ASA - ANSI/ASA S12.68
American National Standard Methods of Estimating Effective A-Weighted Sound Pressure Levels When Hearing Protectors are Worn
|Publication Date:||20 August 2007|
This standard specifies a choice of three methods for use with hearing protector attenuation data to estimate the effective A-weighted sound pressure levels when a hearing protector is worn. The three methods, the Noise Level Reduction Statistic for use with A-weighting (NRSA), the Noise Level Reduction Statistic, Graphical (NRSG), and the octave-band method are presented in order of increasing complexity of use and potential accuracy. Furthermore, the standard specifies in the case of the NRSA and the NRSG that values will be presented for both the 80th and 20th percentiles, indicated as NRSA80 and NRSA20, and as NRSG80 and NRSG20, to reflect the range of attenuation that can be anticipated.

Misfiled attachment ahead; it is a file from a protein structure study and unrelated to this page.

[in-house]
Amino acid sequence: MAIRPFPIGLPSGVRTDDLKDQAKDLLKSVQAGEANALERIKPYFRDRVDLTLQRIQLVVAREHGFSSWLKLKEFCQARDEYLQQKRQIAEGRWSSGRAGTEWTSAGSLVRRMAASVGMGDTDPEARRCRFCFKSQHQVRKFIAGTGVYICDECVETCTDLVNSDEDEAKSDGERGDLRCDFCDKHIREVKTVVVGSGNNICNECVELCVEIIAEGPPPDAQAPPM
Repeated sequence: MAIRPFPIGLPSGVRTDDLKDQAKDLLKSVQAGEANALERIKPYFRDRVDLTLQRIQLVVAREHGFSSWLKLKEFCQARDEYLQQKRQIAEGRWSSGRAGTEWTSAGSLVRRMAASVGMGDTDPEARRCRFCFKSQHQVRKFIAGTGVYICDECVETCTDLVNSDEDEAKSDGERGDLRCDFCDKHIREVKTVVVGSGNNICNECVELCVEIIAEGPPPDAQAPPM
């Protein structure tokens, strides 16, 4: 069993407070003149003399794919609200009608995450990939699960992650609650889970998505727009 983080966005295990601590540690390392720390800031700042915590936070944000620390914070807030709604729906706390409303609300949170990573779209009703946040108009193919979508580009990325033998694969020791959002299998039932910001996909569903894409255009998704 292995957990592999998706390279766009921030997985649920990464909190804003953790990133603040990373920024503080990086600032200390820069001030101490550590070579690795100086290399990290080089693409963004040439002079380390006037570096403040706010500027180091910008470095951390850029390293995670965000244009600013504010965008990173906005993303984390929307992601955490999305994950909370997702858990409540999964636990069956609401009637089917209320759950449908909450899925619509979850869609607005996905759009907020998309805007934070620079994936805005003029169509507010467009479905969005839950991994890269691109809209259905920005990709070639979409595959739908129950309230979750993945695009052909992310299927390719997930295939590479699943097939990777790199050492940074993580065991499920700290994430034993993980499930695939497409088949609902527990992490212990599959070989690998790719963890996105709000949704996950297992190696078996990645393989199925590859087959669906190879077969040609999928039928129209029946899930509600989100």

The NRSA specifies an attenuation value, the Noise Level Reduction Statistic for use with A-weighting, determined from the octave-band attenuation data of a hearing protector in an ensemble of 100 representative noises, which may be directly subtracted from an A-weighted noise assessment to estimate L'A, the effective A-weighted sound pressure level when the hearing protector is worn.
The NRSG specifies an estimated noise level reduction value deduced from a graph (or, alternatively, an arithmetic interpolation done by a spreadsheet) that relates the protection in a given A-weighted exposure to the difference between the C- and A-weighted sound pressure levels of the noise. It requires two noise measures (A- and C-weighted), instead of the single measure (A-weighted) necessary for use with the NRSA. The NRSG is determined by applying the octave-band attenuation data for a hearing protector to an ensemble of 67 noises that span a broader range of spectral types than used for the NRSA computation.
The octave-band method specifies a procedure for directly applying the octave-band attenuation data of a hearing protector to a set of octave-band measurements of the noise. The computation includes a correction that is a multiple of the standard deviation in order to adjust the prediction for the desired protection performance.